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GNU stow managed dotfiles for macOS and Linux and other
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My i-dotfiles

i-dotfiles is an opiniated dotfiles organization scheme based on stow. (Implementation of F-dotfiles) Highest priorities are ease of maintenance and deployment on both Linux and macOS.

  • stow powered: symlink dotfiles and thus keep them always up-to-date in your repository
  • topical organization: organize dotfiles by application facilitating reuse across different machines
  • clever naming scheme: the repository architecture is easy to browse while staying compatible with stow symlinking mechanism
  • KISS: there is deliberately none build script involved at all, the repository consist of dotfiles all installable using same modus operandi (stow <directory>)
  • documentation: each package has a which present its purpose and a flat tree view of its files. Install notes and requirements can also be listed. a is enlisted to track things to be done.

Inspired heavily by:


I used to manage my macOS/Linux/msys2/WSL dotfiles in a "homedir.git" repository. This left things to be desired, and syncing multiple platforms sometimes presented unresolvable conflicts. Now I use GNU Stow and this organization.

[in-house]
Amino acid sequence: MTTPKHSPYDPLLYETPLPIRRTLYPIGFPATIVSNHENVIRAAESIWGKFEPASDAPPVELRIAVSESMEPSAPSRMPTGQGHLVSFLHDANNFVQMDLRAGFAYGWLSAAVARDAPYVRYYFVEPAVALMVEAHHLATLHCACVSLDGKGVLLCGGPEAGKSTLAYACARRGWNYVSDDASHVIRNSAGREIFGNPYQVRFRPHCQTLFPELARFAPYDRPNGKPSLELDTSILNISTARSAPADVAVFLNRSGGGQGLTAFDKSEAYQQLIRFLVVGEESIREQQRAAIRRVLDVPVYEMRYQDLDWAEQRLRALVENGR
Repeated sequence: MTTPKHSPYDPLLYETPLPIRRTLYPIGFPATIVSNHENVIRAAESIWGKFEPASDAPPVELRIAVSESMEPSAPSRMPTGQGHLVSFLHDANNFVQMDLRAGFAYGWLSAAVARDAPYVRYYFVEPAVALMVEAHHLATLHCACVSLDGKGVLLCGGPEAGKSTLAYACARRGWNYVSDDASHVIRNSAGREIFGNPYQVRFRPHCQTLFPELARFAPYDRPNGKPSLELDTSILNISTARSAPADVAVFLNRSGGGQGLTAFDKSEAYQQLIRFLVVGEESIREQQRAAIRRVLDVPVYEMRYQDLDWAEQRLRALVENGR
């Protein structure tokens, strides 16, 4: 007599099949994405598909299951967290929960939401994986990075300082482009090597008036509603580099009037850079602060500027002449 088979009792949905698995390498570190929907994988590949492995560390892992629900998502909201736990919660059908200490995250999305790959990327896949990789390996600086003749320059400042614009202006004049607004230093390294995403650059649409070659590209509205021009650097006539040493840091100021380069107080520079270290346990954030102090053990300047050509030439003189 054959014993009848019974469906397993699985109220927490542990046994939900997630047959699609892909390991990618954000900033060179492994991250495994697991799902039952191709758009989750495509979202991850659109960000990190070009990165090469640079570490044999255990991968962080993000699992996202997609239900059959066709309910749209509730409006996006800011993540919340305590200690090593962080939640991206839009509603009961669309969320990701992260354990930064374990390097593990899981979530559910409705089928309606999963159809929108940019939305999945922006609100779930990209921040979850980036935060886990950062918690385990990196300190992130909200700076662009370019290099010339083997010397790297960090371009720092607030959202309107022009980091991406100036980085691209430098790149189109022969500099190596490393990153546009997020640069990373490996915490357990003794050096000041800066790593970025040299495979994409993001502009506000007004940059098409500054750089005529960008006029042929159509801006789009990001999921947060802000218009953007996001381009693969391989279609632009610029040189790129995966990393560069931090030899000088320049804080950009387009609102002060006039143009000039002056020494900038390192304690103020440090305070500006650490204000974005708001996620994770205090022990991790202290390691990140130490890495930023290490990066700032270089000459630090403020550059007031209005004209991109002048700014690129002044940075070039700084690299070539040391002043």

1. Assumes GNU stow is installed
  2. clone the repository : git clone ~/.dotfiles ; cd ~/.dotfiles
  3. setup stow, inception style : stow -t ~ stow 
  4. install desired package via stow <directory> 1

When needed, special install instructions are present in package file. Starting points: macOS, Ubuntu


Directories naming

  • lowercase for packages to install in $HOME (the default)
  • titlecase for packages to install as root in /, eg @Daemon-macos
  • leading @ for environment packages and subpackages, eg @macos
  • leading _ for non packages, eg _pip meaning that these directories must not be stowed

Having a convention for subpackage naming enable us to write a .stow-global-ignore file so that subpackages are not symlinked when stowing parent package.

Ignore files

Quoting stow documentation :

if Stow can create a single symlink that points to an entire subtree within the package tree, it will choose to do that rather than create a directory in the target tree and populate it with symlinks.

.gitignore can be present in packages because of this behaviour, in order to avoid having your repository cluttered with unknown files

Secrets files

Secrets files, ie files that should not be commited/published, must have .secrets or /secrets/ in their filepath to be ignored by the root .gitignore file. Each secrets file should be accompanied by an *.example file that is commited instead, to illustrate the use.

Keep your secrets files as short as possible to limit their influence as it complicates deployments (as they cannot be just pulled from github).

See example.

Multi-platforms paths

Where to save a file that is installed at different locations depending on the OS ?

The trick is to have one package per OS, just to create each specific directories structure properly. Then create the part of the filepath that is common to the two OS in <package>/_common, put the files in it, symlink from the subpackages to that location.

Feel confused ? Check example

1 it's because we installed stow package at step 2 that the flag -t ~ can be omitted here, see .stowrc

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